I’ll admit, it’s easy to find things to complain about when it comes to the coronavirus pandemic and its impact on sports — and life, as we know it. But on the bright side, pro athletes are coming out in throngs to add something positive to our daily conversations. Players from every team in every professional American sports league have taken advantage of the opportunity to connect with fans from home in inventive ways, whether it be chicken coop building a la Ryan Getzlaf or simple updates on social media.
Here are a few of my favorites, Numbers Roundup style:
37 Jr. NBA at Home online workshops
The NBA is doing its part to keep kids across the country occupied and in shape to return to basketball once they can start playing again. The Jr. NBA at Home program involves daily minute-long videos that encourage, “skill development, physical activity and character development,” according to the Jr. NBA Website.
Popular NBA and WNBA players like Trae Young, Jaren Jackson Jr. and Jewell Loyd have all pitched in to teach their favorite skills and create challenges for young players. NBA coaches like the Mavericks’ Rick Carlisle and retired players like Muggsy Bogues have also starred in short videos offering tips for young basketball players.
The activities pro athletes are providing for kids haven’t been limited to sports. Milwaukee Brewers pitcher Josh Lindblom offered some entertainment for kids by sharing a full-length video of himself reading a bedtime story to his three children. The Brewers organization posted the video on Facebook with the hashtag #MLBAtHome, in which other teams and players have also used to connect with fans throughout the last few weeks.
The coronavirus pandemic is terrifying to adults, so it’s hard to imagine what kids must be going through. It’s nice to know that prominent people within the sports industry are keeping children in mind as well.
16 NBA Players in the NBA 2K Players Tournament
Games are postponed for the foreseeable future, but NBA players are still doing their best to provide fans with some kind of competition to watch. The NBA and video game publisher 2K recently partnered to create a players’ “NBA 2K20” tournament featuring players such as Kevin Durant, Devin Booker and Donovan Mitchell.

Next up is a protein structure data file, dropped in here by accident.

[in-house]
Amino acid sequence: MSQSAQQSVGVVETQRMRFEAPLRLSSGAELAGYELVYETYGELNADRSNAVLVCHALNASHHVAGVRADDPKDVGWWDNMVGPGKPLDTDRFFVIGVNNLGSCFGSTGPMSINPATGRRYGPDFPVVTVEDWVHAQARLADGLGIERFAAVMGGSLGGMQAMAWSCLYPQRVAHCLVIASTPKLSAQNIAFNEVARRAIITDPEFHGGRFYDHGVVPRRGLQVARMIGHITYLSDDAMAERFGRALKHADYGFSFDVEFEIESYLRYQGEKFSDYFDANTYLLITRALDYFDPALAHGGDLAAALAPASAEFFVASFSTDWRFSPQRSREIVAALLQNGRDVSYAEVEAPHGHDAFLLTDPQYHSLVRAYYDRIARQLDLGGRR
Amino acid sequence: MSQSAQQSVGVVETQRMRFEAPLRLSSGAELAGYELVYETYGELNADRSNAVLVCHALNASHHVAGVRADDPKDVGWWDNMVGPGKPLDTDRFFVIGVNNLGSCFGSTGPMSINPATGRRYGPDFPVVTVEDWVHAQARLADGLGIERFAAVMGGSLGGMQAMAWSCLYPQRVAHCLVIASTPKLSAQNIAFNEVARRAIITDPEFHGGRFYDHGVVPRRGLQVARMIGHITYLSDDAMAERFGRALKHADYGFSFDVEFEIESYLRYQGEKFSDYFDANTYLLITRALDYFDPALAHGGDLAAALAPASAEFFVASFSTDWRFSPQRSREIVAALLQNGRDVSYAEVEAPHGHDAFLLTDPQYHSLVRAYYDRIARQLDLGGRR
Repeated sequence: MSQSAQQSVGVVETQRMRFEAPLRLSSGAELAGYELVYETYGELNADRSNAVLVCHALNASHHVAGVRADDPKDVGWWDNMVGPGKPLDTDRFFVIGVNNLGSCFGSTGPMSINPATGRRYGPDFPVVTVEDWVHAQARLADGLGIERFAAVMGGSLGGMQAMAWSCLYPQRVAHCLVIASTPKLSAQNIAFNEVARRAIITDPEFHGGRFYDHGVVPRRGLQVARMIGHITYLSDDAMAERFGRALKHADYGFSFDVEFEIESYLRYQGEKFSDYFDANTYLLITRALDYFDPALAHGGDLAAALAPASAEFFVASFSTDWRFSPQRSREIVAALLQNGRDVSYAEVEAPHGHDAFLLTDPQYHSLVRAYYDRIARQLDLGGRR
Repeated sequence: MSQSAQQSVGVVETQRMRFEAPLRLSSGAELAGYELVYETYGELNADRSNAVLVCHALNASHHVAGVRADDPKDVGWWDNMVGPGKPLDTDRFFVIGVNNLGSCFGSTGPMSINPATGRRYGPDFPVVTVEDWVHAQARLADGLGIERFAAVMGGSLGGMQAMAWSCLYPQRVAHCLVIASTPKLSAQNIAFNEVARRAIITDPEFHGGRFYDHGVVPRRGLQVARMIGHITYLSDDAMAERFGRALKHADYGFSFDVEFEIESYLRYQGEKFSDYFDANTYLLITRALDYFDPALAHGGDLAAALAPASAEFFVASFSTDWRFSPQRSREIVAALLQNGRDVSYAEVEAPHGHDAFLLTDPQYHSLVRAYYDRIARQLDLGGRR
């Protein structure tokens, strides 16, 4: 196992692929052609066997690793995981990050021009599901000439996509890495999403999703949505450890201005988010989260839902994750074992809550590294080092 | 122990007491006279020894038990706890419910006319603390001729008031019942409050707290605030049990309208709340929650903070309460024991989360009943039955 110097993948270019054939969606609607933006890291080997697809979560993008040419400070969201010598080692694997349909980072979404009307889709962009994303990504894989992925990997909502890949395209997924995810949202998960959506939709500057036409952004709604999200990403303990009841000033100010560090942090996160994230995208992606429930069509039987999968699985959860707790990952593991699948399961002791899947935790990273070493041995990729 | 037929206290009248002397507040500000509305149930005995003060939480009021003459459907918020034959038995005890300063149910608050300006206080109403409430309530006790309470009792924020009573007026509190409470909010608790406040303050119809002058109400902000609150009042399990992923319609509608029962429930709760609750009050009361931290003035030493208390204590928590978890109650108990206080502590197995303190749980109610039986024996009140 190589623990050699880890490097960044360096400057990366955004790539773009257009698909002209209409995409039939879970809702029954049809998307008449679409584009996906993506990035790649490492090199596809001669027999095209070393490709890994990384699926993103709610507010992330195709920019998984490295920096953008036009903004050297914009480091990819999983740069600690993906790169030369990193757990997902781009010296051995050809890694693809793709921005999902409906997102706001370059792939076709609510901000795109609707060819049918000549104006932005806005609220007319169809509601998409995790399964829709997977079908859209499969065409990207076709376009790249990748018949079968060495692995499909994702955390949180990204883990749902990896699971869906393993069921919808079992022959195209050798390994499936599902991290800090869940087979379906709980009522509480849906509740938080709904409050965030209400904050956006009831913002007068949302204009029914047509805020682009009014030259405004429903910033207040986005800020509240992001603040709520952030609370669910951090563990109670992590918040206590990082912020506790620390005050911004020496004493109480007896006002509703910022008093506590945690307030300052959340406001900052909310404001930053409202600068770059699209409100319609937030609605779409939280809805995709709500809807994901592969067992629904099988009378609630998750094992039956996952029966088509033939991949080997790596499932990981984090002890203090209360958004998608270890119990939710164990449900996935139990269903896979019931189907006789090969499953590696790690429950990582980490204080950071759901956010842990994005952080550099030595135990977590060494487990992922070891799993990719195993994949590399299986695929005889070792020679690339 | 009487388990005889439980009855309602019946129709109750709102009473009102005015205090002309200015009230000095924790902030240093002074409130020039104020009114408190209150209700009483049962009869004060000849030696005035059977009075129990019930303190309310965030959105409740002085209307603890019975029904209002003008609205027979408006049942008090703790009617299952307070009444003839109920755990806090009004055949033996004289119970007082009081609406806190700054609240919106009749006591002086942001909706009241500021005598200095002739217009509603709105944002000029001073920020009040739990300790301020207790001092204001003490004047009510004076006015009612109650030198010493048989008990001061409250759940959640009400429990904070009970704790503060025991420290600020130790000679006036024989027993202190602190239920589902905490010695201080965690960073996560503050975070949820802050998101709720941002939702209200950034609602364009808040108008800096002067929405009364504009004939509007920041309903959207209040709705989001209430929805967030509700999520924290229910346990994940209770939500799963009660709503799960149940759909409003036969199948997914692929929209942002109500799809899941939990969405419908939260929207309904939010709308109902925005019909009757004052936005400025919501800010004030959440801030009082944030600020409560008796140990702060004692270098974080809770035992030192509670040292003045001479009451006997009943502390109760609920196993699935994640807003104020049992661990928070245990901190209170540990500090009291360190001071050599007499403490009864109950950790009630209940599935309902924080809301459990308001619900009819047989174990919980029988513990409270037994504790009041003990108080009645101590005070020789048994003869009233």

In order to make the tournament seem as similar to real NBA competition as possible, the event will be shown on ESPN and will feature live commentary. The first-round matchups took place on Friday and Sunday, and the next two rounds to determine the champion will stream on Thursday and Saturday later this week.
One of my favorite matchups was Patrick Beverley vs. Hassan Whiteside, featuring some grade-A trash talking. Derrick Jones Jr.’s first-round upset against Kevin Durant’s Clippers was also one for the books. How long until we get “My Next Chapter, Part 2: Miami Heat Edition?”
Before the tournament, many NBA gamers took their talents online for fans. Heat center Meyers Leonard even partnered with other players and gamers in a “Call of Duty” fundraiser aimed at raising money for COVID-19-related charities. After receiving a positive response from his first fundraising tournament, Leonard will host another one on Sunday.
Teams have also gone online with simulated games for fans. Anaheim Ducks fans were devoid of the Kings-Ducks rivalry game scheduled for April 3, but Anaheim Ducks Gaming and the Kings’ eSports affiliate took the faceoff onto Twitch instead. It’s not the same as experiencing an actual in-person game, but hey, I’ll take what I can get.
30 Minutes per week of home workouts with the Dodgers
Many people involved with professional and collegiate sports have posted videos of their home-adapted workout routines. Some, including New England Patriots wide receiver Julian Edelman and Los Angeles Dodgers director of player performance Brandon McDaniel, have taken it a step further and led their own workouts for fans to follow along with at home.
McDaniel posts two 30-minute instructional workout videos per week. The workouts resemble popular workout program P90X and involve some of the same exercises used by players in the Dodgers organization. McDaniel encourages those participating in the sessions to be creative when it comes to working out in their homes; this could involve using ordinary household objects as weights. McDaniel has pledged to continue creating the series until the 2020 MLB season begins.
Edelman partnered with Planet Fitness to shoot a short, 10-minute workout video. Throughout the workout, Edelman provided a variety of exercises and gave shoutouts to fans across the country. One of the best parts of the workout was Edelman’s humorous jabs at former Patriots quarterback Tom Brady. While discussing the importance of hydration, Edelman said, “Old quarterback I used to have used to talk about it a lot. Brady, what was his name? Oh yeah, never mind.”
Detroit Lions wide receiver Danny Amendola, Edelman’s former teammate, is set to be the next athlete host of the Planet Fitness workout series.
I wouldn’t call myself an exercise connoisseur, but athlete-led workouts are a fun way to pass the time. I suppose that’s the entire point of what all these players are doing — finding ways to make hours spent at home feel more like minutes, and making the world feel like it extends beyond our front doors.